Saturday, July 20, 2013

Dedication of Three New Stations on the MBTA Fairmont Commuter Line

As reported by the MBTA (Massachusetts Bay Transportation Authority on July 17, 2013, Governor Deval Patrick, Boston Mayor Thomas Menino, MassDOT Secretary and CEO Richard Davey and MBTA General Manager Dr. Beverly Scott officially opened the Four Corners Commuter Rail Station, celebrating a series of recent  recent improvements made along the entire Fairmount Commuter Rail Line.  These improvements included track, signal and bridge updgrades, as well as two other new stations, at Talbot Avenue and Newmarket.

These new stations represent a continuing trend in the restoration of passenger rail service in New England within the last 2 years.  The other improvements include two new stations in Rhode Island on the MBTA Providence Line (Warwick/TF Green Aiprort and Wickford Jct.), two stations in Maine on the extension of the Downeaster intercity service (Freeport and Brunswick), and two stations as part of the Cape Flyer service to Cape Cod.

The Fairmont line is unique in the MBTA system, in that it is entirely within the City of Boston.  As such, it acts as a hybrid mode, using commuter rail equipment but serving an intracity transit market.  The line bisects the Dorchester and Mattapan neighborhoods, nearly halfway between the Orange and Red Lines.

Originally part of the New York and New England Railroad's mainline, it bypassed Back Bay Station, through which most of the south side commuter services ran.  When the line was merged into the New Haven Railroad, which ran all the service radiating south of Boston, it was delegated primarily as the freight route, whereas the passenger route ran up what is now the Providence Line, passing through Back Bay on its way to South Station.  Passenger service was provided until 1944.

Passenger service was restored on Nov. 3, 1979 when commuter trains and Amtrak intercity services were shifted over the the Fairmont line for the duration of the Southwest Corridor project.  Three stations were served by a shuttle service.  This service was kept after the other passenger services were restored to the mainline.

With the opening of the three new stations, service now consists of 40 to 45 minute headways at peak hours and hour headways in between.

Proposals to provide more frequent services (perhaps every 30 minutes) have been explored, as has the use of diesel multiple unit trains, which would be shorter and have faster acceleration.  

Wednesday, July 10, 2013

Cape Flyer Ridership Substantial

Crossing the Cape Cod Canal Rail Bridge
Propelled by good weather and the legendary long traffic jams at the only two roadway bridges into Cape Cod, the state-funded Cape Flyer ridership is somewhat exceeding expe-tations, as re-ported in a Boston Globe article.   In my initial post about this train, the Cape Cod Flyer represents the return of direct Boston to Hyannis service after 54 years.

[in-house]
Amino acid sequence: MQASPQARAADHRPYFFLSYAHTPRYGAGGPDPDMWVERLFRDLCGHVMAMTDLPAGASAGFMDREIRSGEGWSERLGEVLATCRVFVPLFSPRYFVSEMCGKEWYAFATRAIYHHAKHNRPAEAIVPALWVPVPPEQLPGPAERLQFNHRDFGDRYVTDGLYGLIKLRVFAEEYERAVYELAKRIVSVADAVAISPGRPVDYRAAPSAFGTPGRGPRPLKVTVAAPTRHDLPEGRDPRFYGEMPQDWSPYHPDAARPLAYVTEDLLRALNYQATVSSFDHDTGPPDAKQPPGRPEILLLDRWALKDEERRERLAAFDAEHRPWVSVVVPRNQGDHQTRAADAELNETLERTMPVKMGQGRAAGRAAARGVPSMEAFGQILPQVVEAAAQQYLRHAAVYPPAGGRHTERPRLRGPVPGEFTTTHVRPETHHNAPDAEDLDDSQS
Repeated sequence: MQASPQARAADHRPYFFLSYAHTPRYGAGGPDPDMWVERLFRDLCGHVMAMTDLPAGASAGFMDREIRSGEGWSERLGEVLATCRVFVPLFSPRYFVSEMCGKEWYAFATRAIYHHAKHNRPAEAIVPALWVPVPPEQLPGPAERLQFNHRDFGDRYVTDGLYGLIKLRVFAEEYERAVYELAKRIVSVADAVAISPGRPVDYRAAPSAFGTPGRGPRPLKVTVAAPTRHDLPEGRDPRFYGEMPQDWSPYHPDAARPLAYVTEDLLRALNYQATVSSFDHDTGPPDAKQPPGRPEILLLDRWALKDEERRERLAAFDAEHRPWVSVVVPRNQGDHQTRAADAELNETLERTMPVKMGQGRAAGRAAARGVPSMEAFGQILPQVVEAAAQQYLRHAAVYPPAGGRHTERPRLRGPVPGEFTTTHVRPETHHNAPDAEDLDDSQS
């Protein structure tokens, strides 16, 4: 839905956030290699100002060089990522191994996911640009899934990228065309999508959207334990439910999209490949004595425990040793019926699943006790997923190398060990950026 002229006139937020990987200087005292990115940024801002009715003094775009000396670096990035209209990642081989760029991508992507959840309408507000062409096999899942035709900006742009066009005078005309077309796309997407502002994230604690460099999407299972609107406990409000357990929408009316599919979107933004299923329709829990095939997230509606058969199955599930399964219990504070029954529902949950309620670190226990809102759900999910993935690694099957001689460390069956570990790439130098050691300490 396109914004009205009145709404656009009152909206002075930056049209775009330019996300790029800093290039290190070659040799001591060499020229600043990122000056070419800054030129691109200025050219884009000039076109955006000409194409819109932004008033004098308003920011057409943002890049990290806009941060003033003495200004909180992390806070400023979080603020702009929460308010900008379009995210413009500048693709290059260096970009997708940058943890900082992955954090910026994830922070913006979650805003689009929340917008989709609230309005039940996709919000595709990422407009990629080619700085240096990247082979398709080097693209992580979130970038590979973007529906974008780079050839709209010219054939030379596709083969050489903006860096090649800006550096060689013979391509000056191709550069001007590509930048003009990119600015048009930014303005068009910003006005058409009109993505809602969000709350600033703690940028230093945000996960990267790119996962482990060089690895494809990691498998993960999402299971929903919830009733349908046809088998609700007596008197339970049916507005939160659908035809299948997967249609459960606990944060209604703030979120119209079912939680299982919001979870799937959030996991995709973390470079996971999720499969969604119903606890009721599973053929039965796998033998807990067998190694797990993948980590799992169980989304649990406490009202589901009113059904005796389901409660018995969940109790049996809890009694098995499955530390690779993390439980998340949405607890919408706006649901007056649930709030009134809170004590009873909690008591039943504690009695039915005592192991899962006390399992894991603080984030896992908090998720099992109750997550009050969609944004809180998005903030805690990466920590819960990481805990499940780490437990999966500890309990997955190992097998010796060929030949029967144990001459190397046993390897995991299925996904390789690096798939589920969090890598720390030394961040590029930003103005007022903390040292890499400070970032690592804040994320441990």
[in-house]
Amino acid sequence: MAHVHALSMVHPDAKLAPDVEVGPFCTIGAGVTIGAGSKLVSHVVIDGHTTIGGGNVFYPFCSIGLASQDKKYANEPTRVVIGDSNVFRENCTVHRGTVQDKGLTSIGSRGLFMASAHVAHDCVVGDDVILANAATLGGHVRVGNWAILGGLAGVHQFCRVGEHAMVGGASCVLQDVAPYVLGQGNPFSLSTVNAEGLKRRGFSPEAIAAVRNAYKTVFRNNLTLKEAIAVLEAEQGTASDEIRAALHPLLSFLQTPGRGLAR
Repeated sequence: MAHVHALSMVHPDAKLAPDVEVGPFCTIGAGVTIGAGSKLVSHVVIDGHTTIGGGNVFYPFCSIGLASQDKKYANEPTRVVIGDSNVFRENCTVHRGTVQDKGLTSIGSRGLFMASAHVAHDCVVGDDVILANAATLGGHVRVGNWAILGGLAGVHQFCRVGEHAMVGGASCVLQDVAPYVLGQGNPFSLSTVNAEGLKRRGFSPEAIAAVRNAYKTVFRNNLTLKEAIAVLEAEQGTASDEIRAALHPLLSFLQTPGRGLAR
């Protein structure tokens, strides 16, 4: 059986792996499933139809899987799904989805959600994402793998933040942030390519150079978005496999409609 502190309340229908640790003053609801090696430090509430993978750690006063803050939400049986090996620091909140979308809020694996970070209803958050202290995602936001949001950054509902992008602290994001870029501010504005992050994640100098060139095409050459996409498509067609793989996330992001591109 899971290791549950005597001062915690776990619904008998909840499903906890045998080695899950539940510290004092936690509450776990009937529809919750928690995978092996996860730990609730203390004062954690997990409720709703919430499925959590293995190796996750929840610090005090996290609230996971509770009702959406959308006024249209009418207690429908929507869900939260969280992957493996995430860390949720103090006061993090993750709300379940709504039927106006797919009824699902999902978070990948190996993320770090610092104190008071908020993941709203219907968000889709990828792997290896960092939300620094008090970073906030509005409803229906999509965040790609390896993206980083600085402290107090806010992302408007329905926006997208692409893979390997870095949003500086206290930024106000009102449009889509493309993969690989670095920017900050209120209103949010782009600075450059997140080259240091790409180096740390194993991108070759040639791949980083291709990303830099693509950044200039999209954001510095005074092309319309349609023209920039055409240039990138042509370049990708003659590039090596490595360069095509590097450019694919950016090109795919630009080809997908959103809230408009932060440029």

As reported by the Globe:

Sunday’s 25-mile line of vehicles creeping across the Sagamore Bridge may go down as one the worst-ever Cape Cod traffic nightmares, but it also served as a free advertisement for a less stressful mode of transportation: the CapeFlyer weekend train service between Boston and Hyannis, which still has plenty of room for passengers.
Cape Flyer in Barnstable.  Photo by
Doug Scott
To anyone who has returned from the Cape on a Sunday night, this is not news, it's just what it takes to go to the Cape.  The savvy travelers will drive back early on Monday morning.  The more savvy travelers are shifting to the train.

As reported in the Globe, the cool, cloudy weather in June resulted in poor ridership.  But July brought the heat and, with the Cape beaches on their mind, the riders came.  Continued strong ridership may keep the service running into the fall, after the currently scheduled last trips on Labor Day weekend.

Accomodations:  While made up of commuter rail equipment, the train includes some features not found on all trains, including:

  • Onboard concessions* , not quite an Amtrak cafe car, but beer and wine are served after the last "commuter stop" at Middleborough
  • Free bike storage
  • Free wi-fi
  • Connections in Hyannis to ferries to Martha's Vineyard and Nantucket
  • Bus connections at Buzzards Bay to Falmouth (by CCRTA)
  • Bus connections at Hyannis to Orleans  (by CCRTA)
*Concession provided by Iowa Pacific, the holding company for the other Cape Cod railroads, namely Massachusetts Coastal Railroad (freight) and Cape Cod Central Railroad (passenger excursions and dinner trains)

We'll see how ridership holds up through July and August.  But, as a alternative to a 25-mile backup, the train is a no-brainer.